I remember the first time I saw Shrek: the Musical back in 2010. My expectations were low, having tired of the concept of putting cartoons on stage. Then the music started, and within a week I had taken another trip to the Cadillac Palace to see Shrek again. The songs (“I Know It’s Today,” “Who I’d Be,” “The Ballad Farquaad,” to name a few) were just that good.
Yet, I never made an important connection between many of my all-time favorite musicals: composer Jeanine Tesori. Paging through the program of Griffin Theater’s production of Violet, I discovered that the composer for this small musical, which I had never heard of despite a 2014 revival on Broadway starring Sutton Foster, had also written the music for Caroline, or Change, Thoroughly Modern Millie, Shrek, and Fun Home. In fact, Tesori is one of a small number of women to earn a Tony for Best Original Score (along with Lisa Kron for Fun Home).
Like the other musicals on Tesori’s list (particularly Caroline, or Change and Fun Home), Violet features a female protagonist struggling to overcome the social constrictions of her time period. Based on the story “The Ugliest Pilgrim” by Doris Betts, Violet is about the struggle of an isolated young woman from rural North Carolina as she travels by bus to Oklahoma to see a celebrity preacher. Violet (Nicole Laurenzi), who grew up without a mother, sustained a facial injury when the blade of her father’s ax separated from the handle when he was chopping wood near Violet. She was left so disfigured that she became a mockery among her classmates. Violet holds an unshakable belief that this preacher can heal her scars.
Griffin Theater’s revival put a small stage and a cast of 11 to good use in this fascinating character study (which was also the inspiration for an Oscar-winning short film in 1981). No makeup is used to create Violet’s facial scar—although the scar is noted by many characters throughout the show—which emphasizes that the prominence Violet places on this feature might be inconsistent with what others see. It also serves as symbol for Violet’s many emotional scars. Two particularly notable flashbacks include Violet accusing her now-deceased father of intentionally deforming her to keep her from leaving him and Violet’s choice to lose her virginity to a boy who admitted approaching her because of a bet with his friends.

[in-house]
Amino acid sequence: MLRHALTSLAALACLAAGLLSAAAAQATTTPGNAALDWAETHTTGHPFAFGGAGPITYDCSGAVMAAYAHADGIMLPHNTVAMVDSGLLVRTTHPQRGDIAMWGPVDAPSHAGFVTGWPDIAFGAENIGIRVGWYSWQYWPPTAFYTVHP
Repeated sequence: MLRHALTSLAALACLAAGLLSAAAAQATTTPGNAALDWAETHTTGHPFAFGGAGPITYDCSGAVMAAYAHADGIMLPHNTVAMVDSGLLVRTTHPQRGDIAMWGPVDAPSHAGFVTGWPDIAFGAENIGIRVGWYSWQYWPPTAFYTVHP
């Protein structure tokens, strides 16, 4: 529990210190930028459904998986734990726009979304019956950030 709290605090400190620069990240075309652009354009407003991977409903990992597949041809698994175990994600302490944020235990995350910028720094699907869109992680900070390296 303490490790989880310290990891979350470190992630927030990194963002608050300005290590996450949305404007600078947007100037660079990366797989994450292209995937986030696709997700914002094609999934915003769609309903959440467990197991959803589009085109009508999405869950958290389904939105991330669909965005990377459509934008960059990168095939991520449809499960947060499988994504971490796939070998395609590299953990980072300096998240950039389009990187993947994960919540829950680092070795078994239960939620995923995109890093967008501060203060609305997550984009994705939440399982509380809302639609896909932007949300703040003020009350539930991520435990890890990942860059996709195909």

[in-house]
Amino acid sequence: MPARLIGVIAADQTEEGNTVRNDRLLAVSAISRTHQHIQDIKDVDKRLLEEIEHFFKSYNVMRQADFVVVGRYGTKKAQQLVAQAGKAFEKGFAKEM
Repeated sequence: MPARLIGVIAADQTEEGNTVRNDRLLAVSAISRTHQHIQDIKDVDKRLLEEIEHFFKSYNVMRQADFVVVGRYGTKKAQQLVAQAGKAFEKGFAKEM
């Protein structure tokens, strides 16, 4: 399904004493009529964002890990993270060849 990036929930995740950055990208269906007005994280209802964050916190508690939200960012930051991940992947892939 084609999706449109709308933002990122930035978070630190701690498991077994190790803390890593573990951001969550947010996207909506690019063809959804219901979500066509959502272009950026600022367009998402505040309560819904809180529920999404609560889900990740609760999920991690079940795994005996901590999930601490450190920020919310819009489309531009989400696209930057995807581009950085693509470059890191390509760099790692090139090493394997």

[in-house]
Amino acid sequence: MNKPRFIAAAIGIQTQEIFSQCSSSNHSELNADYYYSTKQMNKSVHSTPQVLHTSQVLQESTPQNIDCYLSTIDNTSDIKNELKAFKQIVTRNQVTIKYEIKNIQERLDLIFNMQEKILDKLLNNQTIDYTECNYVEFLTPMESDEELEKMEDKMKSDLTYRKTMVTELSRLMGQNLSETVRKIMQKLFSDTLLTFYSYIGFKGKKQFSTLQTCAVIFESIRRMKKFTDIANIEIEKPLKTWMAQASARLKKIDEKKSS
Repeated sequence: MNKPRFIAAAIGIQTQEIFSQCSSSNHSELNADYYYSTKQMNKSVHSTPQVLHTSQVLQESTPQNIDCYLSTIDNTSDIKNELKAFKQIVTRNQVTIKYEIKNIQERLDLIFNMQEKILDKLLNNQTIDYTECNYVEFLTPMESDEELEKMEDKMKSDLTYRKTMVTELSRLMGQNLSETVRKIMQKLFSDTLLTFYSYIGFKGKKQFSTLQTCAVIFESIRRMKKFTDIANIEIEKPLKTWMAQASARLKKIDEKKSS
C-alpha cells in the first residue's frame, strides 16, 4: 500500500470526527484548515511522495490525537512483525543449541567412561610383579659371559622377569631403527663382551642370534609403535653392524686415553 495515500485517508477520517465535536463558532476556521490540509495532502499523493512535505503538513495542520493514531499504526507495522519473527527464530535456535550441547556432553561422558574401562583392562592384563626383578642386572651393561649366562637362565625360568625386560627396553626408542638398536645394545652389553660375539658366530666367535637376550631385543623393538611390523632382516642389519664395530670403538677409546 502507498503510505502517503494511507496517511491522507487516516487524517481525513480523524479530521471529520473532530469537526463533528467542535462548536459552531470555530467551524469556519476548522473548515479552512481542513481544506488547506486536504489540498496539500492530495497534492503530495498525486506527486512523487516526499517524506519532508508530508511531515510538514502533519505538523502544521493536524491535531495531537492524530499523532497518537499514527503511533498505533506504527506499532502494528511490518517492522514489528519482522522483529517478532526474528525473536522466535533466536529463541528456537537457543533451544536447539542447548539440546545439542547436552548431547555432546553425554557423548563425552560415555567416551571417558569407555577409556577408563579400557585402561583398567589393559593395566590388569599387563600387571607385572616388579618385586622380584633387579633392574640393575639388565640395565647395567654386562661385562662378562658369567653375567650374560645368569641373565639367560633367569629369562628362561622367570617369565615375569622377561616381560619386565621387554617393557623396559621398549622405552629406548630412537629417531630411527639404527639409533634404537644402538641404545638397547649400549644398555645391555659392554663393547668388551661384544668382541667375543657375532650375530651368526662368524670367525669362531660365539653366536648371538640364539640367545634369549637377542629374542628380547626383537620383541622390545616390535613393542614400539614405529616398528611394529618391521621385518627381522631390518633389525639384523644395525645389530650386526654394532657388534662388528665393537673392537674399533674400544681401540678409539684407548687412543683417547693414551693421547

With 26 musical numbers packed into a 100 minutes, Violet takes the form of a blue-grass operetta rather than a sprawling musical. Director Scott Weinstein gets spectacular results from his minimal staging, which consists mostly of a bare wood stage with a raised platform in back. In a later scene when Violet arrives at the preacher’s church, she is met by a choir of four wearing faded robes. One can imagine a production with a much larger cast wearing the robes to add more razzle-dazzle to their gospel numbers, but Weinstein’s direction creates an appropriate visual representation of the sham behind the preacher’s entire enterprise.
Every member of the cast is an able singer adding depth to Tesori’s country-music score with lyrics from Brian Crawley. In addition to Laurenzi, who sings in most of the numbers, Anthony Kayer is excellent as the dismissive but not particularly evil preacher, and Stephen Allen and Will Lidke are intriguing as Flick and Monty, two soldiers who befriend Violet and react differently to Violet’s difficult circumstances. Maya Lou Hlava puts in a strong performance as Young Violet following another good performance as a lead in Writer’s Theater’s Trevor: the Musical.
While arguably the least well known of Tesori’s musicals, Violet is an exceptional work that lends itself to a variety of interpretations. Check out this spot of “Water in the Well” for a small sampling of what Violet has to offer (but fair warning: it might leave you longing for more musicals with the infectious rhythms of blue grass music).